In the 1980s and 90s, a small cadre of young men in Piedmonte, Italy aggressively broke with the winemaking traditions of their fathers. Born of economic necessity, these “Barolo Boys” embraced French techniques including intensely ripe fruit and the use of New Oak French Barriques. It was a revolutionary move causing scandal in Italy, but also resulting in enormous financial and cultural rewards. The wines were beloved by critics both within Italy and overseas.
Barolo Boys: the Story of a Revolution (2014) tells this story primarily through interviews with the people that lived it.
The trailer is below:
I rate this movie 87 points on the 100 Point Wine Rating Scale popularized by Robert Parker, Wine Spectator, and others…
The best things about Barolo Boys:
If you are new to the story of the Barolo Boys or are first being exposed to the wine region of Piedmont, you’ll likely find this a pleasant overview. The story is told clearly and concisely. The characters and their dilemmas are well drawn. There are also some soaring videography of Barolo’s beautiful vineyards.
The most precious parts of this documentary, however, are the intimate interviews with some of the Barolo Boys: Elio Altare, Marc de Grazia (Barolo Importer), Giorgio Rivetti, Robert Voerzio, Bruno Ceretto and more including Barolo Girl Chiara Boschis. Preserving for posterity the first hand accounts of their figure is a blessing. Many of these winemakers are of advanced years and their isn’t likely must time left to document their stories. See the full list here.
The least effective parts of Barolo Boys:
The documentary is quite short, coming in at only 64 minutes, and yet often feels slow and bloated. You could easily trim this to 45 minutes and lose nothing. There is so much more to say about this topic that is interesting. Long sequences of marching bands and soccer players didn’t add to the film. I definitely believe that this film was padded to get to feature length for festival submissions.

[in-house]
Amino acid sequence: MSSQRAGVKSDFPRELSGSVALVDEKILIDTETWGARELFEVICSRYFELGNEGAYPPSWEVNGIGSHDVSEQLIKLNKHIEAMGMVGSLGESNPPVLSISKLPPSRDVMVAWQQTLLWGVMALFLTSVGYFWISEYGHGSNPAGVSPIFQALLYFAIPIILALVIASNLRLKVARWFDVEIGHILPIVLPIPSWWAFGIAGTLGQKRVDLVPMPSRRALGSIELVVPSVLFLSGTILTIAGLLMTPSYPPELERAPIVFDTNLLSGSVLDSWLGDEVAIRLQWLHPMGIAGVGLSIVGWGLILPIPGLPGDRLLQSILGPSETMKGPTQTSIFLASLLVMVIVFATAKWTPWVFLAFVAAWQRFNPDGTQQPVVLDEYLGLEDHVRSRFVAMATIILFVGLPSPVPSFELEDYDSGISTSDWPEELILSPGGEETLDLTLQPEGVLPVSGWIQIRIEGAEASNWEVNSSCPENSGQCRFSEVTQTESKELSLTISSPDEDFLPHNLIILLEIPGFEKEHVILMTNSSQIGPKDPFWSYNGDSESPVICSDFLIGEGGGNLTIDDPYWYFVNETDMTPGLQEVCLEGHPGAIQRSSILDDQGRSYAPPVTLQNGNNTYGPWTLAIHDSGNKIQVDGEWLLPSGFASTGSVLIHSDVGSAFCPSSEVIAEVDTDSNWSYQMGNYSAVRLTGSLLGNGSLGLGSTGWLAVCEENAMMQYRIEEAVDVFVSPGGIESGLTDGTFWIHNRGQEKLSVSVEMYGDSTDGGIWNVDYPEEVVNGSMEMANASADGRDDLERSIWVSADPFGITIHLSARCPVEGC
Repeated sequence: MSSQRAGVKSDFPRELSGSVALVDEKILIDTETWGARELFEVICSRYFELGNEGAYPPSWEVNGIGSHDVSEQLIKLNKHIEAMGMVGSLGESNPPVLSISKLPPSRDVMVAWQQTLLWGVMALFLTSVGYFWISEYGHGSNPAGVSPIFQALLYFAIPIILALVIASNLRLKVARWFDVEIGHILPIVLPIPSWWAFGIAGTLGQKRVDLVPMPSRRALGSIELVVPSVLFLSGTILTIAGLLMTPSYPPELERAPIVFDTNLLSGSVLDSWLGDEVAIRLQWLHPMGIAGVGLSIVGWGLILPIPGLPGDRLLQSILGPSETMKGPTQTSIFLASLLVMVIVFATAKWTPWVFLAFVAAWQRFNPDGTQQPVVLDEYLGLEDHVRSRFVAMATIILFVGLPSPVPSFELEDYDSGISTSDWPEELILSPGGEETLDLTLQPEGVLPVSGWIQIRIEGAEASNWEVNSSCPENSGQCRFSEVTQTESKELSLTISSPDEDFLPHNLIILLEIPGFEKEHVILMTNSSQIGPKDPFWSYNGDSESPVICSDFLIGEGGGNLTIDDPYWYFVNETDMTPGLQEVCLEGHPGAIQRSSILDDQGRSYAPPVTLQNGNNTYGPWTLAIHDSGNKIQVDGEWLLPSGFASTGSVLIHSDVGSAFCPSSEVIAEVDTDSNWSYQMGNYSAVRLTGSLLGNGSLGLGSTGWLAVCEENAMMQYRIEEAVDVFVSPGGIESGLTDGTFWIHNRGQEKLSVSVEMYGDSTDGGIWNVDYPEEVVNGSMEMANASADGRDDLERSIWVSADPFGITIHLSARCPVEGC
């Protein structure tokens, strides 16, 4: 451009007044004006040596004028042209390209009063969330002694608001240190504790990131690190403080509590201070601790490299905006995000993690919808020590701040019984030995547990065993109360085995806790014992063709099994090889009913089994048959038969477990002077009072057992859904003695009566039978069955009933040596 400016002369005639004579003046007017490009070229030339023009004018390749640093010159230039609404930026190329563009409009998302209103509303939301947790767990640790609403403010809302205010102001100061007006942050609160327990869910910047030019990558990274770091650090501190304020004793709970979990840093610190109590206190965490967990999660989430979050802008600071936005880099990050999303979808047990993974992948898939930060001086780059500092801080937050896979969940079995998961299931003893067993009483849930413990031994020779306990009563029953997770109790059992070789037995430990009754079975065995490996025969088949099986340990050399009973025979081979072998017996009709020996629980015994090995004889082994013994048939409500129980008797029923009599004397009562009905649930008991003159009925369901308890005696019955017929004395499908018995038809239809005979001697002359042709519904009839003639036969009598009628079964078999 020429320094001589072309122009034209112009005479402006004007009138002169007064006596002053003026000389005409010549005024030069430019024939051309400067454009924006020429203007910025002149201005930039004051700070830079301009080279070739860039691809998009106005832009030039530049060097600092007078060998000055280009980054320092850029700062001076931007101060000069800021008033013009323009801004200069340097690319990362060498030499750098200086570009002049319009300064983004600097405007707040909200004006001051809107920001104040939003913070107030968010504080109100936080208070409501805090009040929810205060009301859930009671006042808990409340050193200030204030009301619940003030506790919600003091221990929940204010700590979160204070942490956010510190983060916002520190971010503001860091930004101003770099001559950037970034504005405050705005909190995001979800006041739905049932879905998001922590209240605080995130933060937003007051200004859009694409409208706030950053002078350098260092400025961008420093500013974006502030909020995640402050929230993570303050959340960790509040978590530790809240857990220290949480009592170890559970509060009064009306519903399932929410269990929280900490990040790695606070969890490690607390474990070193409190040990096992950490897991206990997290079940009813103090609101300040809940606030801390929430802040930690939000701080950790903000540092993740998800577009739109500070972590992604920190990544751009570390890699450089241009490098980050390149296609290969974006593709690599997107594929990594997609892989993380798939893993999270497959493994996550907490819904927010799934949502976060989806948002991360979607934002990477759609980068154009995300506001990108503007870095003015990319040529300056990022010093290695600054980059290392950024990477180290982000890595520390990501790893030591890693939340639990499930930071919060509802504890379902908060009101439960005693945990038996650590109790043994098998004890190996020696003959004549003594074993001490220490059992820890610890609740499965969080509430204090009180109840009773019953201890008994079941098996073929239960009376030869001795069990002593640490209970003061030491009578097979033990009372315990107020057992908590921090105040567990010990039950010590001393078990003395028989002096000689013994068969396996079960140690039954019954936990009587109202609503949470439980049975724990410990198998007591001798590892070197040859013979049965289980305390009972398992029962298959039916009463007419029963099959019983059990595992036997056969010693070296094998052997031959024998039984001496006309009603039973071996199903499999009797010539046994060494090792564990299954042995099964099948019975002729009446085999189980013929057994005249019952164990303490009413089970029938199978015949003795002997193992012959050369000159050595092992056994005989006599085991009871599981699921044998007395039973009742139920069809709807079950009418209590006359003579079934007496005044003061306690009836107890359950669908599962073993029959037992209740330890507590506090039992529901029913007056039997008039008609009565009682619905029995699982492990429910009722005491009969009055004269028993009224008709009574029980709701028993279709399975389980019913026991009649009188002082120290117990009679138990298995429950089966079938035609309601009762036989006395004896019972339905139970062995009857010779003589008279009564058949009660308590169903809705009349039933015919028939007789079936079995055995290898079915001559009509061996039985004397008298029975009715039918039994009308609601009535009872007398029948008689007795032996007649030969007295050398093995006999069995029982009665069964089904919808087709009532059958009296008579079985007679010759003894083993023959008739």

In addition, the filmmaking was at times amateurish. The directors didn’t seem to trust the film’s ability to keep our attention in flashback. They are digitally over-processed in the style common to college film students. It makes the film feel cheaply made. This is unfortunate because there are other times, specifically vineyard photography, where everything is smooth and professional.
The last major flaw is the intro and outro by Joe Bastianich. He simply lacks any charisma onscreen. You feel bad for him as Bastianich is a deer in the camera’s headlights. Don’t feel too bad for him, though. He has famous parents and manages dozens of awesome restaurants around the world as well as Eataly. But he should not have been in this documentary and his introduction may make many people turn it off prematurely.
If you are new to the story of the Barolo Boys, you’ll get a lot out of this. I do recommend that you watch Barolo Boys even if you are already knowledgeable about them. It is great to see the vineyards of Piedmonte and many of the prominent winemakers of Barolo. Not a bad way to spend an hour.
I rented my copy of this documentary.
In my job at Cutting Edge Selections, we currently sell in Ohio and Kentucky some of the wineries referenced in this documentary, but most of the wines and the major importer featured in the documentary are with direct competitors of Cutting Edge.